Entertainment Weekly reports that Meadow Walker, daughter of the late actor Paul Walker, has filed a lawsuit against Porsche over the wrongful death of her father. Walker died in his 2005 Porsche Carrera GT after his friend lost control of the vehicle and it collided with a tree. The lawsuit claims that, because the vehicle lacked safety features that could have saved the actor's life, Porsche…
- Was negligent.
- Has strict liability for the accident.
It's a tragic case study in how strict liability works, but a worthy one. Strict liability is a legal concept especially relevant to any business that manufactures or sells products. Let's explore it in a little more detail (don't worry — we'll spare you the complicated legalese).
What Is Strict Liability?
Strict liability refers to someone's total legal responsibility for an injury even if there is no proof that the person in question was negligent, careless, or even at fault. Strict liability often applies to cases involving…
- Animals in your possession or control.
- Abnormally dangerous activities (e.g., storing explosives or flammable liquids).
- Product liability.
For an example of strict liability in action, say you keep your Pomeranian at your store. One day, she slips out the front door and bites the first person she meets. Bad dog! You have strict liability for the bite and subsequent medical costs, even though you didn't intend for your dog to escape or to injure anyone.
Aside from cases involving owned animals, it's common to see strict liability applied to instances of product liability. Product liability is your legal responsibility to pay damages if you sold or made defective products that harm others.
So let's go back to the Walker case for a minute. Meadow Walker's lawsuit claims that Porsche is strictly liable for her father's death because it sold a defective product. For a successful strict liability lawsuit against Porsche, she only needs to prove…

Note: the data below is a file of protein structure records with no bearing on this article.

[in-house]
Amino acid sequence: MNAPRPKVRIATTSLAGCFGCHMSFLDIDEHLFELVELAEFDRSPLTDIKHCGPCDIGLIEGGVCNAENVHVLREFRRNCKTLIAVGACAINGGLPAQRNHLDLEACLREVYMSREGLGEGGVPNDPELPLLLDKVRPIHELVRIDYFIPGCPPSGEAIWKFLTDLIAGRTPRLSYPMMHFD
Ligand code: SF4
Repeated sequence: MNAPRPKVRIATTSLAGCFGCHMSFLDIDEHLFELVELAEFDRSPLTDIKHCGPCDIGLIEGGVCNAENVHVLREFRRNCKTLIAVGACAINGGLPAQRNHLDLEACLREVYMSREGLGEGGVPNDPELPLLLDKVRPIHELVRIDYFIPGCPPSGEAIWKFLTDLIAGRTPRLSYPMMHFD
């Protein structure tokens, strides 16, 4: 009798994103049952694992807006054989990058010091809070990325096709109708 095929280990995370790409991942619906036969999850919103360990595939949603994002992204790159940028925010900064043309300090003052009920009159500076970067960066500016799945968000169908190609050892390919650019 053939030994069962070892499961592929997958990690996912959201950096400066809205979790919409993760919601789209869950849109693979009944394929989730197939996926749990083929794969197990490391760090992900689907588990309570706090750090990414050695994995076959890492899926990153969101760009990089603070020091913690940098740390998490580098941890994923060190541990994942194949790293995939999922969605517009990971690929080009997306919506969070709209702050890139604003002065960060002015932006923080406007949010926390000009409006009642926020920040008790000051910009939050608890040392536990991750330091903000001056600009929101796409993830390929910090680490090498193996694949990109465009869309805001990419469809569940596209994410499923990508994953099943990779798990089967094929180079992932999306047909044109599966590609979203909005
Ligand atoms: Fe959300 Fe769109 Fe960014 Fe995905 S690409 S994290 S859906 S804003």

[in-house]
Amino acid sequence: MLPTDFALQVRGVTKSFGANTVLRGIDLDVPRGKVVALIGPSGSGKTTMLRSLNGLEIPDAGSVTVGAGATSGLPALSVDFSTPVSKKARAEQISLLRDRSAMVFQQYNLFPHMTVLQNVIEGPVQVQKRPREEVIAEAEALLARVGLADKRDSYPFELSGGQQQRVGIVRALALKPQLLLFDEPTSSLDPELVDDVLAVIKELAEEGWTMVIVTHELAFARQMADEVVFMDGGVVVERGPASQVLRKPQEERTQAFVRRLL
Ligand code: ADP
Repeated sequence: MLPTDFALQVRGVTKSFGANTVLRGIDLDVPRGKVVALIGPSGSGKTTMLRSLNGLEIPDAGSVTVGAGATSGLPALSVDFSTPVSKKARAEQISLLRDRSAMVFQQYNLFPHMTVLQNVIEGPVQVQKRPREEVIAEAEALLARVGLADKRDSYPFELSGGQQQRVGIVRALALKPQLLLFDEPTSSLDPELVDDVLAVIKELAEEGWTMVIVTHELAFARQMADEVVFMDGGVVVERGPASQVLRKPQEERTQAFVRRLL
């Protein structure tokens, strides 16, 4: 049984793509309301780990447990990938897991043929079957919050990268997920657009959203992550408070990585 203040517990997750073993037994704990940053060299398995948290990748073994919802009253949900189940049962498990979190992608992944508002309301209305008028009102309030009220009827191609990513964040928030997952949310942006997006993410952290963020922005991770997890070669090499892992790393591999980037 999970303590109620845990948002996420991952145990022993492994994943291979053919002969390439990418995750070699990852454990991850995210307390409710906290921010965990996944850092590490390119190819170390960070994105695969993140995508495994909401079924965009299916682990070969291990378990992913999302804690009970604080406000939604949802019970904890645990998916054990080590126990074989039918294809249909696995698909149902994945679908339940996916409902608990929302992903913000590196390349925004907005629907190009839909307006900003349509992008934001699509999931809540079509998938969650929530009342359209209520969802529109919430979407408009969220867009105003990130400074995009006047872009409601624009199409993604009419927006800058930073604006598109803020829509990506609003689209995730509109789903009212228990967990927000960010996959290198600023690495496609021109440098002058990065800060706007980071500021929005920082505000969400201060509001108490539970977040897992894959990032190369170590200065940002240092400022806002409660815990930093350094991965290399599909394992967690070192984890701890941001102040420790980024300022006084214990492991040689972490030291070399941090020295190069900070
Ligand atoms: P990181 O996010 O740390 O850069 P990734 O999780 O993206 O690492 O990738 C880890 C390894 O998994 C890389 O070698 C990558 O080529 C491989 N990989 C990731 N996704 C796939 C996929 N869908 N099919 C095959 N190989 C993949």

- That the car was defective.
- That the carmaker didn't intend to change the product before it reached the consumer.
- That the defective vehicle caused an injury.
She doesn't necessarily have to prove how the carmaker was careless.
Here's the big lesson in all of this: in all strict liability cases, the defendant's conduct does not matter. You, the retailer or manufacturer, can exercise all the care in the world in selling and making your product and still be held liable when the products hurt someone.
To learn more about strict liability rules, read All Law's primer "Strict Product Liability Laws."
So Is There Coverage for Strict Liability Lawsuits?
Why, yes, there is. Most General Liability Insurance policies offer Product Liability coverage, which can kick in when you're sued over manufacturing, selling, or furnishing a defective product that causes someone physical harm. And because manufacturers, distributors, and retailers can all be sued over strict product liability, it's a good coverage to have on hand if your business belongs to one of these industries.
In addition to Product Liability coverage, General Liability can provide coverage for:
- Legal expenses when you're sued over a third party's bodily injuries on your property.
- Legal expenses when you're sued over a third party's property damage.
- Immediate medical expenses when someone is hurt on your premises.
To learn more about Product Liability Insurance, check out "Cutting Costs on General Liability Insurance: When You Need Product Liability Coverage." To brush up on what General Liability can do, read "What Does General Liability Insurance Cover?"